[FENCER_cov]Associated PressOlympic hopeful Ibtihaj Muhammad will compete this weekend.

But when she wears a hijab in a sporting arena, it often has the opposite effect.

The New Jersey native is currently ranked 11th in the world in women’s sabre, a discipline of fencing. Only one American ranks higher: Mariel Zagunis, the two-time Olympic and world champion.

Both women will compete this weekend at a World Cup fencing event at the New York Athletic Club to earn points toward qualifying for the 2012 London Olympics.

The International Olympic Committee and the U.S. Olympic Committee do not track athletes’ religion, but if Muhammad makes the Olympic team, she would likely be the first practicing Muslim woman to represent the U.S. at the Games.

When she competes, photographers often zoom in on the name Muhammad on the back of her fencing jacket. Her mother, Denise, recently saw such a photo and said, “I realized: my God, she’s representing all of us.

NYC World Cup

Friday, June 24 ? Sunday, June 26
New York Athletic Club, 180 Central Park South
Night sessions/ medal bouts $15 and up All-day tickets $2

“You feel the pride. Muslim women are struggling around the world. She’s not on the front lines but when she stands up there, she’s making her mark for them, for freedom, to have their voices heard.”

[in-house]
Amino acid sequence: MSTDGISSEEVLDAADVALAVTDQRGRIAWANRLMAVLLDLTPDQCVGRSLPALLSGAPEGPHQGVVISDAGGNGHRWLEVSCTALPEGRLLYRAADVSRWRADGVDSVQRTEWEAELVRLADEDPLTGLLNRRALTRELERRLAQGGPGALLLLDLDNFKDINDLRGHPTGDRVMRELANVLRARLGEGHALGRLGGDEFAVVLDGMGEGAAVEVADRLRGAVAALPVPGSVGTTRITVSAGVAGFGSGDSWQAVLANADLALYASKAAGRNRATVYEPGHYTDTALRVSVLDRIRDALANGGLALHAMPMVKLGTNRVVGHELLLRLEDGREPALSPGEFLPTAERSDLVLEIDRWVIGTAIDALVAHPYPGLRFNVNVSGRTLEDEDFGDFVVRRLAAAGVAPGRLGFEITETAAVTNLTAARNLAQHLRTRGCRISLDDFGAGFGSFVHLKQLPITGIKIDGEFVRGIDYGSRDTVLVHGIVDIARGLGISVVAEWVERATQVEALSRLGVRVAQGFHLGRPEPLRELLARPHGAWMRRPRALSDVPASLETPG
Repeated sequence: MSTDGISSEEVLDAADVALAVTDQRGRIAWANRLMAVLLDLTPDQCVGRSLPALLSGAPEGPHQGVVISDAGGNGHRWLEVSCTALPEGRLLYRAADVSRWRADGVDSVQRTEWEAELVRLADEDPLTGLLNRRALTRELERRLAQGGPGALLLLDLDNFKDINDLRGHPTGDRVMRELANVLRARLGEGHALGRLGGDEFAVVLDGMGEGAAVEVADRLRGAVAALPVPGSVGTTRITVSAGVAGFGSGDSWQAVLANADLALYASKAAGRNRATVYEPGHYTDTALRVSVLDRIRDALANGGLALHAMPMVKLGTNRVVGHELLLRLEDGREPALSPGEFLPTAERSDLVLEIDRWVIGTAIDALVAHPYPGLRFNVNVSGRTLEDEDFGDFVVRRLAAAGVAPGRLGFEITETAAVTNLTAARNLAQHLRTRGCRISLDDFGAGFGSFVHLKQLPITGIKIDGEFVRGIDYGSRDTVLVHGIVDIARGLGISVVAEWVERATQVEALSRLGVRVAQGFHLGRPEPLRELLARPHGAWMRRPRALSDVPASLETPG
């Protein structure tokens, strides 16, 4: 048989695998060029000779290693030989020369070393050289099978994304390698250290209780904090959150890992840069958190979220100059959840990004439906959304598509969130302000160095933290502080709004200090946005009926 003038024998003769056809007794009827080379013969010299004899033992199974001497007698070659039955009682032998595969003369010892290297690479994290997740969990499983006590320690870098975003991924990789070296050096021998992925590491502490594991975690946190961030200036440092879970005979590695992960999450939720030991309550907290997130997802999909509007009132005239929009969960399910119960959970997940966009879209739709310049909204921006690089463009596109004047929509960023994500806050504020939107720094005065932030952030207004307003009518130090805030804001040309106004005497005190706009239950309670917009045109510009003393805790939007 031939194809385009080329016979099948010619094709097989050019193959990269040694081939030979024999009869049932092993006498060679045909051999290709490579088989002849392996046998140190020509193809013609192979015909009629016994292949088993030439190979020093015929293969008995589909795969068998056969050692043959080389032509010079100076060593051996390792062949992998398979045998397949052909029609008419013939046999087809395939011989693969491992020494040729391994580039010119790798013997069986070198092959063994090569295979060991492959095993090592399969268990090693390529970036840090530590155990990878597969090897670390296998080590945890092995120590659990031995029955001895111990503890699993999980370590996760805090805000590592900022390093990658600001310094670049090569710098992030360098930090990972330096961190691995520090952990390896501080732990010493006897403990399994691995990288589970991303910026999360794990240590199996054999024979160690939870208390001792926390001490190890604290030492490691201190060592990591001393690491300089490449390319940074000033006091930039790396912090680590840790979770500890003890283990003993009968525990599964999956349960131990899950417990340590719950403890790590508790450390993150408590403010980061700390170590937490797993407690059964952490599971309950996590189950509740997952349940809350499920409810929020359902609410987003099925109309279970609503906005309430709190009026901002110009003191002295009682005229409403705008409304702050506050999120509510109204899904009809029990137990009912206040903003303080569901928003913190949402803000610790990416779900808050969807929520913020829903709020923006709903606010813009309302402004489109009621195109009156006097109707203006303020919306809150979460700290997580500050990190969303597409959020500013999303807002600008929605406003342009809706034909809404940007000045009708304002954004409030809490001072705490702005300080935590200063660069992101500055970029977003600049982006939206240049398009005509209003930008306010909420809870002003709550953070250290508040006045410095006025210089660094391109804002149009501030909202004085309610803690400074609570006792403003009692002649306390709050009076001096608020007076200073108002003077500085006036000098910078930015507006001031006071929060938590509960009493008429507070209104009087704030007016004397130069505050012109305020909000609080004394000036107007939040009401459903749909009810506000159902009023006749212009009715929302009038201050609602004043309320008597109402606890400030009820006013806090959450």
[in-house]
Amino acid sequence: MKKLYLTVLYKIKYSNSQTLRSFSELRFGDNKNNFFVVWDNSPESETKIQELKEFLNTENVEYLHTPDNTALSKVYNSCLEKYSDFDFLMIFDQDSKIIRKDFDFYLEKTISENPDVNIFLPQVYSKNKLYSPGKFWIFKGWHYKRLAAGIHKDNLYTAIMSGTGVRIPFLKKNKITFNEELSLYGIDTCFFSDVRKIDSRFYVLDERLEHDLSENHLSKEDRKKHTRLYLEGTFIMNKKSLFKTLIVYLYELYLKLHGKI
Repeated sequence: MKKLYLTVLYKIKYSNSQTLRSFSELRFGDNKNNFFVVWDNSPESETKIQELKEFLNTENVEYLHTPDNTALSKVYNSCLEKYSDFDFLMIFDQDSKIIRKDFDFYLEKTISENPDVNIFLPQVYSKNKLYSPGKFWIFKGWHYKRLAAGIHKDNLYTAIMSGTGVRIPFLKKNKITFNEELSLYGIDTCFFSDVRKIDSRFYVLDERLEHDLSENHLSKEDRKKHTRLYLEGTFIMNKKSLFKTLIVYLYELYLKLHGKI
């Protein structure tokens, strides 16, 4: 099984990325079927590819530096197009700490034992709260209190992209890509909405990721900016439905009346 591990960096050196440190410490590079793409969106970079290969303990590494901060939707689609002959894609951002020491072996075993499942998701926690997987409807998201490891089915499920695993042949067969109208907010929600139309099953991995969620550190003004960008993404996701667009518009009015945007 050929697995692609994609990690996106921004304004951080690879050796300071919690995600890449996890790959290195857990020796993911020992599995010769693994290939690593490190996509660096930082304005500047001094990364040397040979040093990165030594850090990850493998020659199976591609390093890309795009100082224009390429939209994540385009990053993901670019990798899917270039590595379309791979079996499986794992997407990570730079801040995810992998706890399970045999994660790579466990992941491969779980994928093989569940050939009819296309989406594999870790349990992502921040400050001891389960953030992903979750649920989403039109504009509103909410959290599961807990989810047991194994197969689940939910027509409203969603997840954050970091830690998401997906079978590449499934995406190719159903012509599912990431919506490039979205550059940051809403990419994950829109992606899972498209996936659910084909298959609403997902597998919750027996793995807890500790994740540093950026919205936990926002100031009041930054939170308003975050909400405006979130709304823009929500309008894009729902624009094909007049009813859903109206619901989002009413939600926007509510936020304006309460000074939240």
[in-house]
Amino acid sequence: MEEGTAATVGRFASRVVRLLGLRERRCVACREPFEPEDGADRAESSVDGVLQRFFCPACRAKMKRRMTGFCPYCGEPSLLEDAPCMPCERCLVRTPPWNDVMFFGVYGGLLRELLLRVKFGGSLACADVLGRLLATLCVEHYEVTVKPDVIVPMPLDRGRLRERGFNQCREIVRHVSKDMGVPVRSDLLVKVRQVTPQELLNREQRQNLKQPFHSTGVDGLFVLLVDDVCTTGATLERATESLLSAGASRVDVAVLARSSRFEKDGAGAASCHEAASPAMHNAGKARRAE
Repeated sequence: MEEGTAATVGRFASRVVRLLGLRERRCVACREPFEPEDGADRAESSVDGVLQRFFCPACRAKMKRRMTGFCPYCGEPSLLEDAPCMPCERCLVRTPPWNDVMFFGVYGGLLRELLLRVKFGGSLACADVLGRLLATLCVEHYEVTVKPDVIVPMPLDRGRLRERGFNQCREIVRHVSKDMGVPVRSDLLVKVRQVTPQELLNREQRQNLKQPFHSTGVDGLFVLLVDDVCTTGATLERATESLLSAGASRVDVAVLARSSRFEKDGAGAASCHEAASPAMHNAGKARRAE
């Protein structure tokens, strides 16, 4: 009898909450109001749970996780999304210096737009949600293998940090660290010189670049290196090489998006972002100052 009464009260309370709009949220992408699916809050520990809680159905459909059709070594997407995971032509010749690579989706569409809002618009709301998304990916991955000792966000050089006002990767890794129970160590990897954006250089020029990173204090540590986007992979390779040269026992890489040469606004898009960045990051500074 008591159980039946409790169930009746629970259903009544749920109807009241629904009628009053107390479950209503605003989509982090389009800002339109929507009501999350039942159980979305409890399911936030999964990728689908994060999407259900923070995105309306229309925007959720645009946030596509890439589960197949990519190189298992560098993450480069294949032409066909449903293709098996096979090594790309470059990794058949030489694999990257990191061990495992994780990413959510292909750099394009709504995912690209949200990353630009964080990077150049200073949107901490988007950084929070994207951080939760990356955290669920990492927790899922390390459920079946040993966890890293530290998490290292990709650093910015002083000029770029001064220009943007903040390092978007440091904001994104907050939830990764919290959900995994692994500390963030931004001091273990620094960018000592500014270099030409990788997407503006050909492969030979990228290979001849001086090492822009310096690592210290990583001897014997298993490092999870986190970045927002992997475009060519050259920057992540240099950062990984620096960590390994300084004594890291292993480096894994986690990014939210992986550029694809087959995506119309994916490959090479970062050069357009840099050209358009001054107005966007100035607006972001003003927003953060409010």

To make the ultra-selective squad?a maximum of two women per country will compete in sabre in London?Muhammad has been training 30 hours per week at the Fencers Club on West 28th Street in Manhattan and another three to four hours a week with a conditioning coach near her home In Maplewood, N.J.

“I’m one of these people with tunnel vision,” said Muhammad, 25. “I’m convinced that I can do anything with enough practice and enough work.”

SPRTS_FEATURE2

Natalie Keyssar for The Wall Street JournalShe is the 11th ranked female sabre fencer in the world and the second ranked American. She is trying to earn a spot on the Olympic team that will go to the 2012 Games in London.

Playing sports was a given for the third of five children growing up in an athletic household, but Muhammad always wore long clothing under her volleyball and softball uniforms to conform with Islam’s emphasis on modesty.

When Ibtijhaj was 13, her mother drove past the local high school and saw fencers in the cafeteria who were covered from head to toe. Her mother turned to her and said, “I don’t know what that is, but when you get to high school, you’re doing it.”

Then, one day at practice, “Out of this mild young lady came a roar,” said her Columbia High School fencing coach, Frank Mustilli. “She got hit, got mad, and under that calm facade was a very aggressive individual.”